You won't find many chief executives who will admit to hypocrisy but you will find plenty of their staff who accuse them of it. So it's interesting that in the recently published top 100 places to work chief executives placed an emphases on values, integrity and business ethics. If chief executives think it is so important why do staff think it so rarely happens and have those in the top 100 found a way making sure the organisation stated values reflect behaviour throughout the organisation.
The chief executive of the Premiere League the man heading up the leagues campaigns for equality, including promoting women in the sport is caught out making sexist comments in emails, comments he would not have made in public but comments that reveal the way he really thinks. It would be understandable if staff were cynical about equality strategies, targets and policies coming from this senior manager in the future.
Barclays Bank claims to be well on the way to changing a culture that seemed to be devoid of any idea of business ethics, where the bonus culture dominated and anything you could get away with was ok. To convince staff they were serious about introducing new behaviours senior managers recruited over a 1000 value champions, identified 5 core values and the chief executive gave up his bonus!
So how are staff to recognise integrity and how are senior managers to demonstrate it? How do staff know if senior management are really committed to equal opportunity or if the grand sounding policy, comprehensive strategy, demanding targets and detailed monitoring arrangements are just for show. Assuming you don't have access to their private emails do they behave like the recruitment processes doesn't apply to them, do the statements on valuing staff match the way the new working practices are introduced, do the statements on consulting staff and service users match the way decisions on budget cuts have been made? What determines priorities finances or values?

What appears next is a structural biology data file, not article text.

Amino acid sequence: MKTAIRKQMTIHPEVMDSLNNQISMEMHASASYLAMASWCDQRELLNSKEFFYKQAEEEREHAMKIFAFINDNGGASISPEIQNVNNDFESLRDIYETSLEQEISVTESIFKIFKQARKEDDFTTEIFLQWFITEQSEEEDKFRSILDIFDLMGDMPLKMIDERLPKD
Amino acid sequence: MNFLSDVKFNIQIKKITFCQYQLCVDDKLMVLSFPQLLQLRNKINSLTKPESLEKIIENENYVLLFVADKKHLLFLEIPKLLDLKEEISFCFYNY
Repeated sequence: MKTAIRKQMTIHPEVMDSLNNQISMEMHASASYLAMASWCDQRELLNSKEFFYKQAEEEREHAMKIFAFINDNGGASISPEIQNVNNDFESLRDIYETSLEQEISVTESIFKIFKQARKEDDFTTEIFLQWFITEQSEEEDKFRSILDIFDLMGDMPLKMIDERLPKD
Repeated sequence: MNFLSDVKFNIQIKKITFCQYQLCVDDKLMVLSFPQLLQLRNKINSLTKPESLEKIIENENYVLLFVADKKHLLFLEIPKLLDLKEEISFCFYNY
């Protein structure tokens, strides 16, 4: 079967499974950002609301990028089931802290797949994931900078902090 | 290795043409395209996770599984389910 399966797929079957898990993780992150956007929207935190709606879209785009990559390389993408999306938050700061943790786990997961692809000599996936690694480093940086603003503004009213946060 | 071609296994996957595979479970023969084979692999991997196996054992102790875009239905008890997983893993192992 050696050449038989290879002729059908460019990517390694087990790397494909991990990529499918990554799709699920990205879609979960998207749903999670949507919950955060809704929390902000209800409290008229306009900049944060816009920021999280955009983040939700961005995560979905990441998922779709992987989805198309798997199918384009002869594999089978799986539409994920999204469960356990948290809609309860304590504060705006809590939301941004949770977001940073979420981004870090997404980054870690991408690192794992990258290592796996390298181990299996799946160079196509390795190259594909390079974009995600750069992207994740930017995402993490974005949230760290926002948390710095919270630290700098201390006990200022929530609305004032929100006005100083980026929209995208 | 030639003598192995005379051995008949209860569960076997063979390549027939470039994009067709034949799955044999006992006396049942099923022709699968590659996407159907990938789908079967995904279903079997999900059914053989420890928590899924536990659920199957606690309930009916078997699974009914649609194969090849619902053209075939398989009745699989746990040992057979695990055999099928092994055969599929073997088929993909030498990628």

Truth is it's not easy to tell who has integrity. Clearly a senior manager who fiddles the performance figures, misleads the members or claims credit for the work of others is neither honest, decent or truthful. But then most senior managers would accept that they have been guilty of putting a positive spin on a potentially damaging situation, that they have instructed staff to show the service in the best possible light during an inspection and who hasn't exaggerated their contribution on their CV.
Saying," no decision has yet been made" may be true in the sense that cabinet are yet to discuss it or full council have to vote on the budget but that is probably a formality if the leader and portfolio holder have decided. Sometimes senior managers know things that they cannot share with staff, they know controversial proposals are being discussed internally but must remain confidential until and depending on getting the political go ahead. In local government managing this politically sensitive process is very important to officers’ credibility and the confidence the board have in them. What if the senior manager argues strongly against a controversial proposal in line with their professional values but loses the argument, they still have to own the decision and sell it to their staff.
In the end it comes down to trust and in the top 100 places to work there is a high degree of trust between employees and senior management based on positive experience, feeling informed and behaviour consistent with the organisations values.
Truth is you just don't know whether what the chief executive says is what they really think, unless you have access to their private emails!
I can understand why some staff become cynical but it is wrong to assume senior managers don't have professional values or lack integrity some do some don't.
Blair McPherson author of People management in a harsh financial climate published by Russell House www.blairmherson.co.uk